Lots of professional people have roles that require them to turn their hand to writing. Some are good at it, some bad, and some churn out copy that’s downright cringeworthy.

I’ve worked in both the public relations and marketing industries, and it’s made me wonder which of the creative industries produces the best stuff.

These are the conclusions I’ve come to. Get ready to disagree violently…

Marketers. Marketers promote and sell, but I’ve noticed that more and more of them are relying heavily on graphic design, forcing good copywriting to take a back seat. It might make for campaigns with ‘big art’, but if the copy misses the point it simply won’t do its job properly – selling.

Advertisers. Advertisers and marketers are in the same boat. Big budgets, CGI and well-placed explosions can make people sit up and watch, but when it’s all over I sometimes wonder what I just watched was actually advertising.

You’d think that with the amount spent on television advertising, everyone would have cottoned to the fact that conveying details about what you’re advertising (and why it benefits the customer) will sell your products – and much more effectively than pixies dancing on a car as it floats through the air.

PR Gurus. These days, public relations experts are often seen as spin doctors – but their job demands a lot more than spinning a good tale and covering up others’ errors and mishaps. They must retain their ability to communicate in a written form with ordinary people – as well as with the journalists who they hope will run with their stories.

If a PR professional can’t communicate the who, what, why, when, where and how in the first two lines of a press release (and that’s being generous), they simply haven’t done their job well enough.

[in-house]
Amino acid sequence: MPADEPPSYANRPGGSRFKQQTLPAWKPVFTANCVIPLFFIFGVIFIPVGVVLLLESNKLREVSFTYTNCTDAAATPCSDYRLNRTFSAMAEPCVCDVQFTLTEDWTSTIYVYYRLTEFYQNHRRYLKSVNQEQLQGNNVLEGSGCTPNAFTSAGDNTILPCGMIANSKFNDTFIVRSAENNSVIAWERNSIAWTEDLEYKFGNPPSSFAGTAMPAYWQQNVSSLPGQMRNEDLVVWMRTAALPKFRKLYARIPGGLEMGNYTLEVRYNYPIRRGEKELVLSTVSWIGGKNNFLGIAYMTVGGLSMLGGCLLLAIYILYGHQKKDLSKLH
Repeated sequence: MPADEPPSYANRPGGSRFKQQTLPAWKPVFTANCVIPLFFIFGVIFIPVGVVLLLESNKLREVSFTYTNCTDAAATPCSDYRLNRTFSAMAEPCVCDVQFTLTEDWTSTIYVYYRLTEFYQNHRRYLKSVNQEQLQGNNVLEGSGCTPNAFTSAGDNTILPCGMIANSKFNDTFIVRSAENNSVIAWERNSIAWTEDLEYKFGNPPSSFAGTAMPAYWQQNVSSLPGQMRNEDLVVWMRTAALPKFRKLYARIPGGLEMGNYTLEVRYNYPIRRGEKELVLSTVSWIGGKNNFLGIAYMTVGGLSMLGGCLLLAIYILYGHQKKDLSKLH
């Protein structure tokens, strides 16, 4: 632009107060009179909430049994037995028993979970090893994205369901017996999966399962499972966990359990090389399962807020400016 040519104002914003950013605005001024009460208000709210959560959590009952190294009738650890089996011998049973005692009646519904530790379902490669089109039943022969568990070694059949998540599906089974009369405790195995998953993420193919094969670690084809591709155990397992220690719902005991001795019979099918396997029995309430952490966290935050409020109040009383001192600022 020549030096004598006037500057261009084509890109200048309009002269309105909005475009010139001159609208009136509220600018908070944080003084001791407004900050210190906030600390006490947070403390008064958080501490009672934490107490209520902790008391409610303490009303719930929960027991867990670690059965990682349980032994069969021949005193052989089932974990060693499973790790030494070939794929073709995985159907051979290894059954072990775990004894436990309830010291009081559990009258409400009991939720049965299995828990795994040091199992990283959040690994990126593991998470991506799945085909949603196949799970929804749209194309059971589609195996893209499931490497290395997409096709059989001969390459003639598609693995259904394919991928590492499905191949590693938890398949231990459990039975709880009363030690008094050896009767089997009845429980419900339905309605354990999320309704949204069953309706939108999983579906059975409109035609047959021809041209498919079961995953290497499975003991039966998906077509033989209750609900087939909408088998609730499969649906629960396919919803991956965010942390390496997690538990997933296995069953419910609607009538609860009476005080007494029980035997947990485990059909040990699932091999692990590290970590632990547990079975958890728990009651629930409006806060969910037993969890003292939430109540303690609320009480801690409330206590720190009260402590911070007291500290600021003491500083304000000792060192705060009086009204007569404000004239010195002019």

Journalists. Most journalists’ work is produced to inhuman deadlines, but there’s little to beat breaking a news story – especially when the writer sinks their teeth with relish into a juicy revelation.

You cannot hope to bribe or twist,
Thank God, the British journalist.
But, seeing what the man will do
Unbribed, there’s no occasion to! (Humbert Wolfe)

Journalists usually communicate well and, if sub-editors are to be believed, one or two can write rather nicely – sometimes unaided.

Copywriters. Copywriters have to work with all the characters listed above. Some have different specialisms, but one thing unites all the good ones – their writing is designed to sell.

Copywriting that sells is written in deceptively simple language – so simple that most people assume they can write it themselves. Once in a while that’s true, but so is this: good copywriting is never produced by committees. Find a copywriter whose work you like, and stick with them at all costs.

So, who writes the best copy?
It depends what you want the writing to achieve. But next time you read a newsletter, advert, magazine, flyer or brochure that appeals to you, ask yourself who wrote it.

Whoever it was, they’ll know two basic things – how to grab your attention, and how to talk simply and directly about benefits that are of interest to you. Those skills are an asset to any profession.

Rebecca Wheeler

Rebecca Wheeler is a public relations and copywriting professional. After she was awarded a first class Literature degree by the University of Essex, Rebecca gained her public relations experience with an agency in Berkshire, before spending a year with one of the UK’s top online marketing agencies learning all about digital.

She is currently working in a freelance capacity on public relations and copywriting projects. Rebecca also writes her own blog reflecting on all things marketing, PR, social media and technology-related at www.marketing-and-pr.co.uk.